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University of Florida

UF/IFAS study shows 10-day weather forecasts can increase farmers’ profits

Topic(s): Agriculture, Crops, Economics, IFAS, Research, Weather

Citra farm, University of Florida/IFAS Research and Education Center, wheat, tilling soil, disking, tractor, field. UF/IFAS Photo: Josh Wickham.

GAINESVILLE, Fla. — A new University of Florida-led study shows how Australian wheat farmers can use hypothetical 10-day weather forecasts to increase their annual profits by hundreds of thousands of dollars, a finding that can be applied to other parts of the globe.

Scientists now want to know how a real – meaning, imperfect – 10-day weather forecast will affect farmers’ decisions on when to plant and fertilize, said Senthold Asseng, a professor of agricultural and biological engineering at the UF Institute of Food and Agricultural Sciences. They may apply their new findings on a fresh study that would predict crop yield based on 10-day forecasts in the United States.

“U.S. farmers make decisions based on anticipated growing conditions, including rainfall and temperature,” said Asseng, who led the study. “So I think it would be very useful to develop a project with farmers to explore if they could make more money or be more sustainable when considering a short-term forecast in their decision making. If so, real forecasts need to be analyzed and combined with farmers’ decisions.”

Similar to the 10-day forecasts one might find on The Weather Channel, the Australian Bureau of Meteorology projects weather for 10 days at a time. In this study, scientists estimated how much more wheat could have been produced in Western Australia when adjusting management to a 10-day rainfall forecast from 1980 through 2006.

Although the study was conducted in Western Australia, its findings can apply to any area around the globe where rainfall variability causes large differences in crop yield, Asseng said. Those include many regions in the US and elsewhere where rainfall limits yields in many seasons.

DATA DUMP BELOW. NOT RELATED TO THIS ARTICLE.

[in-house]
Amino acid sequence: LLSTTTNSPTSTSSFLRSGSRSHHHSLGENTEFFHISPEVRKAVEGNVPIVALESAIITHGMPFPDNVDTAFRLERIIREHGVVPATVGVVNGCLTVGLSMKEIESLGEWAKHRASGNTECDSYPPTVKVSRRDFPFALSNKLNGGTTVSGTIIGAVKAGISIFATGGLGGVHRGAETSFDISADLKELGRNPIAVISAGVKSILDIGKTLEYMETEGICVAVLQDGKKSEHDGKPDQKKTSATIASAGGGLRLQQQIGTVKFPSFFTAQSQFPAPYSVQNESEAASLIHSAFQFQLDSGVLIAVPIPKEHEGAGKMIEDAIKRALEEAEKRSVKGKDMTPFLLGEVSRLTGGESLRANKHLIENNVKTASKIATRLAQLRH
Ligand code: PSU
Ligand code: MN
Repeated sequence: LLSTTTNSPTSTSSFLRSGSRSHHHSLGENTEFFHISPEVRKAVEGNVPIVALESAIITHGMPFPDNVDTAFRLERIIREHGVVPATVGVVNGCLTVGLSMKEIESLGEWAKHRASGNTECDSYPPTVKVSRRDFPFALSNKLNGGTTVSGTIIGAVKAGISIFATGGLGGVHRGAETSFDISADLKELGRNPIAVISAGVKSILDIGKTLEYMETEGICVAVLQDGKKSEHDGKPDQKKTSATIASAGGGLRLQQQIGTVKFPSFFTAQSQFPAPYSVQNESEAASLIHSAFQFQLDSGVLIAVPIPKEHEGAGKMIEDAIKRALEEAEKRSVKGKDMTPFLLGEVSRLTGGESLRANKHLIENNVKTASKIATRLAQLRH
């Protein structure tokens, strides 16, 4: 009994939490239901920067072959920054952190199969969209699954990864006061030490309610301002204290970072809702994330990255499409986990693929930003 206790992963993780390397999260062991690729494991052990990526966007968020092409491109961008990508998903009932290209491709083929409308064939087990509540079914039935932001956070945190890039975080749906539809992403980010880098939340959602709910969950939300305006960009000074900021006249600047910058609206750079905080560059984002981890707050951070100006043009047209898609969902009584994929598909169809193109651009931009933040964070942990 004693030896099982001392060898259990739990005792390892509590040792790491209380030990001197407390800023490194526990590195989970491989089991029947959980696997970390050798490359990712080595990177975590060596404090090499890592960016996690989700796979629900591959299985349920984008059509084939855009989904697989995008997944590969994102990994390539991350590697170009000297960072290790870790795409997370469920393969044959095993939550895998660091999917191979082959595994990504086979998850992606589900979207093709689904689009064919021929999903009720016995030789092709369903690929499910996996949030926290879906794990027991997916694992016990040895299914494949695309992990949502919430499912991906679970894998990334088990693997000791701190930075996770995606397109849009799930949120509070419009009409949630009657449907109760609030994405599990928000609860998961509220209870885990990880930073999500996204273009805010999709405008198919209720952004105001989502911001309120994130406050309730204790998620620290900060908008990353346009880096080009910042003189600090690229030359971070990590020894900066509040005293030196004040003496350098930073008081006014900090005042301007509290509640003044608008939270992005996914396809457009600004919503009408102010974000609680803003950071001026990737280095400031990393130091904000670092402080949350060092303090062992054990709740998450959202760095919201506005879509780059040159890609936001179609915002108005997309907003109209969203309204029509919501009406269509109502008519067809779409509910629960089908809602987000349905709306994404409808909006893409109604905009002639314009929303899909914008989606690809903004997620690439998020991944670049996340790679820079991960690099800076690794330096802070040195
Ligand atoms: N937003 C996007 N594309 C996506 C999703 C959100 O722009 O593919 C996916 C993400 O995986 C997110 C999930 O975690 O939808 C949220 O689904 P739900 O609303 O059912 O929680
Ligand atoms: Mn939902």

Researchers used a dynamic simulation model to generate grain yields for various sowing dates, nitrogen fertilizer response and non-rust-damaged crops for four soil types in the southwest wheat belt in Western Australia. They also plugged into the model a hypothetical, perfect 10-day weather forecast that included more than 10 millimeters of rainfall in three days.

Scientists then compared a situation where a farmer doesn’t know predicted rainfall for the next 10 days with a situation where the farmer knows with 100 percent certainty the rainfall amount and makes sowing decisions based on this data, Asseng said.

They then calculated any extra profit from the difference in those two situations.

Scientists studied Western Australia because of its arid climate and because rainfall amounts vary substantially from year to year, Asseng said. Most crops in Western Australia are sown after the dry season — spring and summer – and into the rainy season – fall and winter. As soon as rainfall starts, farmers start to plant and fertilize to get the best yields, Asseng said.

“If growers don’t apply sufficient fertilizer in a year with a potentially high crop yield, they lose an opportunity for a high yield,” Asseng said. “If they apply lots of nutrients in a season with a potentially low yield, they wasted their money and contribute to excess nutrients in the environment.”

The new study is published in the journal Agricultural and Forest Meteorology.

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Caption: Wheat farmers can boost their annual profits by hundreds of thousands of dollars by using hypothetical 10-day weather forecasts, according to a new study led by Senthold Asseng, a UF/IFAS professor of agricultural and biological engineering. The findings can be applied to other crops, Asseng said.

Credit: UF/IFAS file.

Source: Senthold Asseng, 352-392-1864, sasseng@ufl.edu

By: Brad Buck, 352-294-3303, bradbuck@ufl.edu

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